NOAA doubles the chances for a nasty Atlantic hurricane season due to warm ocean temps

The National Oceanic and Atmospheric Administration has released an updated hurricane season forecast about halfway through the season.
The East Coast typically sees tropical storms, with more intense storms such as hurricanes and major hurricanes not impacting the area as much.
Hurricane season peaks on Sept. 10 and officially goes through Nov. 30. New Jersey typically sees most tropical activity in September or October.
The Aug. 10 update from NOAA increases the potential number of tropical systems that the Atlantic Basin could see to around or above average.
NOAA says the increase can be attributed to warm water temperatures in the Atlantic Ocean, Gulf of Mexico and Caribbean Sea.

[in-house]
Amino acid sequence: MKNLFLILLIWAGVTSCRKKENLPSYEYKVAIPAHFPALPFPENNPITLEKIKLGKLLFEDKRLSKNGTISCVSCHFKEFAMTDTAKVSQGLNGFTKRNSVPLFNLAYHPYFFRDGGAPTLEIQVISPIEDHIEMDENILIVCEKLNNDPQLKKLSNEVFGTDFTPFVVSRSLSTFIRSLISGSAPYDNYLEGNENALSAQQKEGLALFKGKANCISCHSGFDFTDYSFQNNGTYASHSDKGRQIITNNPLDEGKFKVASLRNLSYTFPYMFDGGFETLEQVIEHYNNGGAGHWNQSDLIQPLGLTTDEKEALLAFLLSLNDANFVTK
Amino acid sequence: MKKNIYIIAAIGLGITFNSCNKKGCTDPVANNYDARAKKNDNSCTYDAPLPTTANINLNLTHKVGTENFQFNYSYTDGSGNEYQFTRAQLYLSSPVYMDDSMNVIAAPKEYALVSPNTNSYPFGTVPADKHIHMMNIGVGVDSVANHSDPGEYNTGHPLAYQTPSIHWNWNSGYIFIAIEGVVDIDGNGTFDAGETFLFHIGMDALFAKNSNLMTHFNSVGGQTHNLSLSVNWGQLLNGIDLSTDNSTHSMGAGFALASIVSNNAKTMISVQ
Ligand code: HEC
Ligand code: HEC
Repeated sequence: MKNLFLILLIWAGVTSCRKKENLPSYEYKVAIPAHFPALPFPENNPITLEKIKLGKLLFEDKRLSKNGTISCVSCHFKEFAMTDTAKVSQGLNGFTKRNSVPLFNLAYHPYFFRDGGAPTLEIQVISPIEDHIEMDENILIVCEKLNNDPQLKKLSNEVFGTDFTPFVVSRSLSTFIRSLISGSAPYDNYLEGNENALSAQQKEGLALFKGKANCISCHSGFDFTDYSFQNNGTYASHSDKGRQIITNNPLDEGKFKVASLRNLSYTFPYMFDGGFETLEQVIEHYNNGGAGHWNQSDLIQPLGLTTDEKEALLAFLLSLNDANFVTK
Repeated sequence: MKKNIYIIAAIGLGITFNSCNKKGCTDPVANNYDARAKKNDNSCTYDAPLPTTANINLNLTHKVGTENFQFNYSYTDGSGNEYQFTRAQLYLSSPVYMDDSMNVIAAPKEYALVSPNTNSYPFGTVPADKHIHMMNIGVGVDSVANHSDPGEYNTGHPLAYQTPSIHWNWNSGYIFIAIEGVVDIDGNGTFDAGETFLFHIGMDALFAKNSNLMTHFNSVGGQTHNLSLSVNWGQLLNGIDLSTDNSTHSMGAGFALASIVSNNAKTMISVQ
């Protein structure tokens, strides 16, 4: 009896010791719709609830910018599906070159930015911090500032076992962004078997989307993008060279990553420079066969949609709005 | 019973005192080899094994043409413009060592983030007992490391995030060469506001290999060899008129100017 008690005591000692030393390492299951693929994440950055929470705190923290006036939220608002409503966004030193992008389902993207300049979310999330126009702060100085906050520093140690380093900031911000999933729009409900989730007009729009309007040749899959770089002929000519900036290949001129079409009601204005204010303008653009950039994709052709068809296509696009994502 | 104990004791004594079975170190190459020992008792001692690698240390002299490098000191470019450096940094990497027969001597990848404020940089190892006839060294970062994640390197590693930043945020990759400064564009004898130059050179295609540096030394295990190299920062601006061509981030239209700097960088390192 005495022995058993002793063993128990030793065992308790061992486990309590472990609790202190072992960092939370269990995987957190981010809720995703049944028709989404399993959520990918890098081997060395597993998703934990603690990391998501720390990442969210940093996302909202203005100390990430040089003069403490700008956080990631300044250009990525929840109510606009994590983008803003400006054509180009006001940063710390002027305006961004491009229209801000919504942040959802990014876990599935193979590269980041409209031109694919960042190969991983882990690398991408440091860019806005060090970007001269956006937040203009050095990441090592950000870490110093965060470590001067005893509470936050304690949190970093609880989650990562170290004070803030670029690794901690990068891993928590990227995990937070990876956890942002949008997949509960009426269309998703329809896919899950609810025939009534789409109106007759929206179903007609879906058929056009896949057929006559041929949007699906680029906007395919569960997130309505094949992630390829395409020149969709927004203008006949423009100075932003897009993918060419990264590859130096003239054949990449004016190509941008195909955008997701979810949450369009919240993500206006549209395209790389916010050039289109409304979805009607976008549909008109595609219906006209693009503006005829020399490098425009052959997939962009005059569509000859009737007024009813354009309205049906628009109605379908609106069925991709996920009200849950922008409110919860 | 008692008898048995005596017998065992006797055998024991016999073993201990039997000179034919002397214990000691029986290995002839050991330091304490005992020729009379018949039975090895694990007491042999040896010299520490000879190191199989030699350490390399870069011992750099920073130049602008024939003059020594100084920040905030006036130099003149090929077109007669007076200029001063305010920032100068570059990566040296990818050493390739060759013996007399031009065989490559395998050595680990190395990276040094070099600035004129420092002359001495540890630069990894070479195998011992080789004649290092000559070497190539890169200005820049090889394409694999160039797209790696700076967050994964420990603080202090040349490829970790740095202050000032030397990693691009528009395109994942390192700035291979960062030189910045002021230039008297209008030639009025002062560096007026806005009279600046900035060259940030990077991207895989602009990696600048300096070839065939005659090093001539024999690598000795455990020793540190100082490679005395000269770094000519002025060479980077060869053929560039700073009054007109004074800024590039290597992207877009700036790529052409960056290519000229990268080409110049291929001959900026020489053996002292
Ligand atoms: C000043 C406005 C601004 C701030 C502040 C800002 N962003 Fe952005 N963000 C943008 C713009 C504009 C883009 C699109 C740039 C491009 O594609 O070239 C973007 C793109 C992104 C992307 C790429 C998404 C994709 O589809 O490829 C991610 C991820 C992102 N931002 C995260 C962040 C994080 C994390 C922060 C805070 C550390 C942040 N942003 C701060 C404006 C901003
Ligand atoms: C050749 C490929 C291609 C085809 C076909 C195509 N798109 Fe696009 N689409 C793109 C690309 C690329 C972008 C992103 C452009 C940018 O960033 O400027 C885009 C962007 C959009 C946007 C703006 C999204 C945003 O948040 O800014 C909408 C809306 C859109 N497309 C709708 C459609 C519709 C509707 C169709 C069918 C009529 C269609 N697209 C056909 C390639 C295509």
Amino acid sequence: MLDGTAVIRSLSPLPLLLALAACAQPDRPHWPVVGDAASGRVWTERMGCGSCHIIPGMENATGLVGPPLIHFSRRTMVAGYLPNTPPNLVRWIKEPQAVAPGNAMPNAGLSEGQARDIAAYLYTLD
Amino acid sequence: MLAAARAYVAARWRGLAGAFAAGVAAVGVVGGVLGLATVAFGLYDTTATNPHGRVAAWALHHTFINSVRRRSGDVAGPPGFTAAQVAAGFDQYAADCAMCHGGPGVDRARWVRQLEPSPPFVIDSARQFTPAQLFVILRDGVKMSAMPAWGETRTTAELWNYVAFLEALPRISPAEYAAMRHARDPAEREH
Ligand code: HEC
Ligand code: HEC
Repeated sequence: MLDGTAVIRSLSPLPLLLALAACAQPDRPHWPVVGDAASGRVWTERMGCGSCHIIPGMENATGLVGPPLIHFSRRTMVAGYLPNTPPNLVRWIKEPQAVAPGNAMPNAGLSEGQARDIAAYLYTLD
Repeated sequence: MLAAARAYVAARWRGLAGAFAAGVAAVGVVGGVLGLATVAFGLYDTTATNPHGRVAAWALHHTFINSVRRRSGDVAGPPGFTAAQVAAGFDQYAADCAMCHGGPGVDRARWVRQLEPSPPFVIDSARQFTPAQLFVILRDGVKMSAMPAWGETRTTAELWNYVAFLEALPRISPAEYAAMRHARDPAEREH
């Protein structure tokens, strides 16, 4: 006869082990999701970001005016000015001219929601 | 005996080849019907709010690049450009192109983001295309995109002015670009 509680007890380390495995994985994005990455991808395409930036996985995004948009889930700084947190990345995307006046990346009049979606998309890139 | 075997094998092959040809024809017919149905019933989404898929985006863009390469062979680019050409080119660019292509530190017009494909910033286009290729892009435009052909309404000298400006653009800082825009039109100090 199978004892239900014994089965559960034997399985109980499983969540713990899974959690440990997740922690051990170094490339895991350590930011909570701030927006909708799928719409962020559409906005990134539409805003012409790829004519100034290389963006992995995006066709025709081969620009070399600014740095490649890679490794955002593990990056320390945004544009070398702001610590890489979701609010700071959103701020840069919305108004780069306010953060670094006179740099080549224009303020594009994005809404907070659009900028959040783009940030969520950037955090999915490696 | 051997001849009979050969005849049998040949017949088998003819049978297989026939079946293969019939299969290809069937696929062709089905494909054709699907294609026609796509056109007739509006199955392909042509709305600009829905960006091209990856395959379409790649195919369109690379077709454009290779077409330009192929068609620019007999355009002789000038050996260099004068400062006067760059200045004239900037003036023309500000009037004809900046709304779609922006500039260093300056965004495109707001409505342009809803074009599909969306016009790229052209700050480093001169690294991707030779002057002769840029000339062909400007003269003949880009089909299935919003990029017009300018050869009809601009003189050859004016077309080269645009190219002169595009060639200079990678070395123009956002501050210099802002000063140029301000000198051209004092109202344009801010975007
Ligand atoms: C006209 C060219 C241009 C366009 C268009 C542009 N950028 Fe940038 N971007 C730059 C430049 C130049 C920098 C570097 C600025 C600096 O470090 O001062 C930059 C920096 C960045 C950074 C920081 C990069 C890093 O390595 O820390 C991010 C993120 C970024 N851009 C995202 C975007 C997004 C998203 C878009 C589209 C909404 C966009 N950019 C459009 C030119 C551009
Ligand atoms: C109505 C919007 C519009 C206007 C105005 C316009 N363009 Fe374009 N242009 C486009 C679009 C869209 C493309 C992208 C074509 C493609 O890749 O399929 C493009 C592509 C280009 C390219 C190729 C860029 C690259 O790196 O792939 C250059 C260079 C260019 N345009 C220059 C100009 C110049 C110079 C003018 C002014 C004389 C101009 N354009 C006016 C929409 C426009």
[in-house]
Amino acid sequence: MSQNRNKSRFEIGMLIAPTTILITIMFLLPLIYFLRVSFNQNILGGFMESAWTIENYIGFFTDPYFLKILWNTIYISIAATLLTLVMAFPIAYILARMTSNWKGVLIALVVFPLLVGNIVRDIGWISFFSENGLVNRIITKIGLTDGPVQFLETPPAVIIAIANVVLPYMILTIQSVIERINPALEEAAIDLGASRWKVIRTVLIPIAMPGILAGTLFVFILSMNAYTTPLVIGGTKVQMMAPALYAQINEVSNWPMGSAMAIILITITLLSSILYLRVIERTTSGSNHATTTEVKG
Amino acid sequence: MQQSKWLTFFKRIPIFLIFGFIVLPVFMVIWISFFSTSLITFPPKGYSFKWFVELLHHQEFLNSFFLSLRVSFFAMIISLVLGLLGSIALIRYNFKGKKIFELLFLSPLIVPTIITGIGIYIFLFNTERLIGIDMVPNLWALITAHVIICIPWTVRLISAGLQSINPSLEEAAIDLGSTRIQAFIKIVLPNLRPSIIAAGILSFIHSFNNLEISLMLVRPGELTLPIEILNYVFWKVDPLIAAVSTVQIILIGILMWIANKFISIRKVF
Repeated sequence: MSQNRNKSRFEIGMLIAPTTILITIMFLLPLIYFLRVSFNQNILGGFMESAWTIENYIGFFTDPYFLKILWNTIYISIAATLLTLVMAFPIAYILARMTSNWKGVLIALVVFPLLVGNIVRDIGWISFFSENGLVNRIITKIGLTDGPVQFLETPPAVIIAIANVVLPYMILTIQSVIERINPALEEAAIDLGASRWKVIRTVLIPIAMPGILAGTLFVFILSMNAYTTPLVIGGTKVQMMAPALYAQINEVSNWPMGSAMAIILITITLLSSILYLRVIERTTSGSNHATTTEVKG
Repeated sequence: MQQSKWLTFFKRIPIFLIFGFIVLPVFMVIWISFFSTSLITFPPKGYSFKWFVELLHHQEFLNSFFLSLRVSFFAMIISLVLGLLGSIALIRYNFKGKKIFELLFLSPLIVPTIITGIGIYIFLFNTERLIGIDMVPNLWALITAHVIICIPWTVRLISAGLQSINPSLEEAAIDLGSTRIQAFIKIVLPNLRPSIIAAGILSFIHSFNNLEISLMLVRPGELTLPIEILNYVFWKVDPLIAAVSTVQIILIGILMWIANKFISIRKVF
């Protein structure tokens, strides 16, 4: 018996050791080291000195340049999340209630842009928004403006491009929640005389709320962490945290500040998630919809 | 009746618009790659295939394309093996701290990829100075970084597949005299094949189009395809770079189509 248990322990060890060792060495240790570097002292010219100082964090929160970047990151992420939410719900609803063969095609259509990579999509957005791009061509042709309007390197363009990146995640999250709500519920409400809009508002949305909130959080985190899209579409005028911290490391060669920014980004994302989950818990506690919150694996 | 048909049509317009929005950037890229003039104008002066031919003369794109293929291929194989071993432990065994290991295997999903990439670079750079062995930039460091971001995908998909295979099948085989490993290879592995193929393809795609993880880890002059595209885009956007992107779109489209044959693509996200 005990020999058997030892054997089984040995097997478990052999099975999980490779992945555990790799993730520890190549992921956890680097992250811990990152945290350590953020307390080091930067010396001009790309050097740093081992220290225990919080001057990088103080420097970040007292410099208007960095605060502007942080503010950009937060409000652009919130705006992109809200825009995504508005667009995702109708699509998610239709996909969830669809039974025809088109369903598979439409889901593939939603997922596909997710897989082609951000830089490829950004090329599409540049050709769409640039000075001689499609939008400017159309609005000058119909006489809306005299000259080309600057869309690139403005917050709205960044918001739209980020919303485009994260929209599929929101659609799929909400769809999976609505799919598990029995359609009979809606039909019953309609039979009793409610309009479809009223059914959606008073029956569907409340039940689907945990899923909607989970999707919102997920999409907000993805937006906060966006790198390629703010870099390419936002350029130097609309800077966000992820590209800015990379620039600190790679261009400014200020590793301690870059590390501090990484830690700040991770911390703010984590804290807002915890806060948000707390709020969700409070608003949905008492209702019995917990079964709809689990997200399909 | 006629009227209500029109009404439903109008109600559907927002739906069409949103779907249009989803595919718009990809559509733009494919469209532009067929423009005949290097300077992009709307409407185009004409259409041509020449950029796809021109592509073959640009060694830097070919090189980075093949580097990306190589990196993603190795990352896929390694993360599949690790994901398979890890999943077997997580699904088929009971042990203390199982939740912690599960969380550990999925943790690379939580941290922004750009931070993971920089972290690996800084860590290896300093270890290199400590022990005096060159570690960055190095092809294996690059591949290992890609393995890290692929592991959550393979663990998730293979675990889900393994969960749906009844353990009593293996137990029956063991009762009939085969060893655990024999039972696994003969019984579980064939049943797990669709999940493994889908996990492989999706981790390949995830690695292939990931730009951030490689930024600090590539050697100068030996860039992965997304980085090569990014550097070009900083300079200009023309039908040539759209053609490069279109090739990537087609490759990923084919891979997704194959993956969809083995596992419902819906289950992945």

The continued record-warm temperatures in the North Atlantic, which is connected to climate change, is a key factor in increasing the prediction because it is hotter and lasted longer than initially expected, according to Matthew Rosencrans, lead hurricane season forecaster with NOAA’s Climate Prediction Center.
Hot water is fuel for hurricanes, with the storms sucking up the heat energy from the water. The storm gets more humid, moist and stronger.
There have been four named tropical systems this season. Arlene, Bret and Cindy were all tropical storms. Don briefly became a hurricane.
NOAA is now predicting 14-21 named storms for the Atlantic Basin for the rest of hurricane season. The average is typically 14 storms.
The National Hurricane Center now has a forecast of six to 11 hurricanes compared to the average of seven. There is the potential for two to five major hurricanes, compared to the average of three.
The Associated Press wire services contributed to this report.